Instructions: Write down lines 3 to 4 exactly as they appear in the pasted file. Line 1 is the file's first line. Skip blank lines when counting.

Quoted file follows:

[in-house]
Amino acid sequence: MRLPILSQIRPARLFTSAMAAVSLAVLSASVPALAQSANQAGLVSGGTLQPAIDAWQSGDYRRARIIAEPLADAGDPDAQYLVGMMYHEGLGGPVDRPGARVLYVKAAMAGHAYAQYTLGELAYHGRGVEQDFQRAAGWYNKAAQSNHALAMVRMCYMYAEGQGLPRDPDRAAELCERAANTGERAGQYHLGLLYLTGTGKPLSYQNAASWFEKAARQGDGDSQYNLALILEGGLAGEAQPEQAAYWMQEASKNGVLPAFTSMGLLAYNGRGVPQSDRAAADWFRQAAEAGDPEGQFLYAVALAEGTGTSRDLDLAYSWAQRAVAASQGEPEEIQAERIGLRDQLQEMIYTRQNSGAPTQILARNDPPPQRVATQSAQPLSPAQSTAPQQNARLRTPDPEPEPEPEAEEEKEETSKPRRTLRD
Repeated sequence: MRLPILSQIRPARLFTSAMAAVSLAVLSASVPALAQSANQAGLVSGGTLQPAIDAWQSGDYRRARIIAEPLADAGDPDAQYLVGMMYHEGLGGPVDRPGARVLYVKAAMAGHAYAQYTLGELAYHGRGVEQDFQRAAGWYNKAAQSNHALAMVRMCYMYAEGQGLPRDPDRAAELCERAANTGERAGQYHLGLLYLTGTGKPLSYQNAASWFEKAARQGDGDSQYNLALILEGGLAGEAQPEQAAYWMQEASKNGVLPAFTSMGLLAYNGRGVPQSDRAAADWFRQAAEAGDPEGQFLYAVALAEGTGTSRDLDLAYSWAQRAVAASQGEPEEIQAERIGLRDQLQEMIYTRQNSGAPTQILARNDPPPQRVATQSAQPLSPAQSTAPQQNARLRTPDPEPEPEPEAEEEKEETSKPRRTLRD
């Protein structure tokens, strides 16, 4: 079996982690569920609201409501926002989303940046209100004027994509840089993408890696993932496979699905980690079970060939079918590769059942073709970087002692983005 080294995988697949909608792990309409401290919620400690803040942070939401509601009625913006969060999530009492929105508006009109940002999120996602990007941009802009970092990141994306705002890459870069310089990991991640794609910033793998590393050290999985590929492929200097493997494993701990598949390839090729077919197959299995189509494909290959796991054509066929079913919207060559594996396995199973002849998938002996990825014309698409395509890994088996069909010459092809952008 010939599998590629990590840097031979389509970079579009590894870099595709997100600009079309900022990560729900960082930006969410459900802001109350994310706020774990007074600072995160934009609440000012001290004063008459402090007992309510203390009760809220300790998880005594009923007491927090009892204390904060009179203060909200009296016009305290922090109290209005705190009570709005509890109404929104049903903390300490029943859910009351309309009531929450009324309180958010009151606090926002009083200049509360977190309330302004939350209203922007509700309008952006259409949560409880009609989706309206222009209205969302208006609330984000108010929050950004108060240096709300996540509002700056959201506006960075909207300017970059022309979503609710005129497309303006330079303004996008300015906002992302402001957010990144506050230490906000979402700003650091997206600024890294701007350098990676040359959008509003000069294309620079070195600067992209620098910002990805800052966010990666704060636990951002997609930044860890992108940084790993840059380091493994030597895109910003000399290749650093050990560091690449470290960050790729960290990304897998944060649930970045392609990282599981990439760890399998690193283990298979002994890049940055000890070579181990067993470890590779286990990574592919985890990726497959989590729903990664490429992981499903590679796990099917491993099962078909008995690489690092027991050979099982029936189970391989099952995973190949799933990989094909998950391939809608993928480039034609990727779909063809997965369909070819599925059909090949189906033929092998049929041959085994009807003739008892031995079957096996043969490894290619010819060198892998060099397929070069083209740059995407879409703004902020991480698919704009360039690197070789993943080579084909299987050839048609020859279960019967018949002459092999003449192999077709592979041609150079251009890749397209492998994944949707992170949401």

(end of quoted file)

Repeated sequence: MRLPILSQIRPARLFTSAMAAVSLAVLSASVPALAQSANQAGLVSGGTLQPAIDAWQSGDYRRARIIAEPLADAGDPDAQYLVGMMYHEGLGGPVDRPGARVLYVKAAMAGHAYAQYTLGELAYHGRGVEQDFQRAAGWYNKAAQSNHALAMVRMCYMYAEGQGLPRDPDRAAELCERAANTGERAGQYHLGLLYLTGTGKPLSYQNAASWFEKAARQGDGDSQYNLALILEGGLAGEAQPEQAAYWMQEASKNGVLPAFTSMGLLAYNGRGVPQSDRAAADWFRQAAEAGDPEGQFLYAVALAEGTGTSRDLDLAYSWAQRAVAASQGEPEEIQAERIGLRDQLQEMIYTRQNSGAPTQILARNDPPPQRVATQSAQPLSPAQSTAPQQNARLRTPDPEPEPEPEAEEEKEETSKPRRTLRD
């Protein structure tokens, strides 16, 4: 079996982690569920609201409501926002989303940046209100004027994509840089993408890696993932496979699905980690079970060939079918590769059942073709970087002692983005 080294995988697949909608792990309409401290919620400690803040942070939401509601009625913006969060999530009492929105508006009109940002999120996602990007941009802009970092990141994306705002890459870069310089990991991640794609910033793998590393050290999985590929492929200097493997494993701990598949390839090729077919197959299995189509494909290959796991054509066929079913919207060559594996396995199973002849998938002996990825014309698409395509890994088996069909010459092809952008 010939599998590629990590840097031979389509970079579009590894870099595709997100600009079309900022990560729900960082930006969410459900802001109350994310706020774990007074600072995160934009609440000012001290004063008459402090007992309510203390009760809220300790998880005594009923007491927090009892204390904060009179203060909200009296016009305290922090109290209005705190009570709005509890109404929104049903903390300490029943859910009351309309009531929450009324309180958010009151606090926002009083200049509360977190309330302004939350209203922007509700309008952006259409949560409880009609989706309206222009209205969302208006609330984000108010929050950004108060240096709300996540509002700056959201506006960075909207300017970059022309979503609710005129497309303006330079303004996008300015906002992302402001957010990144506050230490906000979402700003650091997206600024890294701007350098990676040359959008509003000069294309620079070195600067992209620098910002990805800052966010990666704060636990951002997609930044860890992108940084790993840059380091493994030597895109910003000399290749650093050990560091690449470290960050790729960290990304897998944060649930970045392609990282599981990439760890399998690193283990298979002994890049940055000890070579181990067993470890590779286990990574592919985890990726497959989590729903990664490429992981499903590679796990099917491993099962078909008995690489690092027991050979099982029936189970391989099952995973190949799933990989094909998950391939809608993928480039034609990727779909063809997965369909070819599925059909090949189906033929092998049929041959085994009807003739008892031995079957096996043969490894290619010819060198892998060099397929070069083209740059995407879409703004902020991480698919704009360039690197070789993943080579084909299987050839048609020859279960019967018949002459092999003449192999077709592979041609150079251009890749397209492998994944949707992170949401």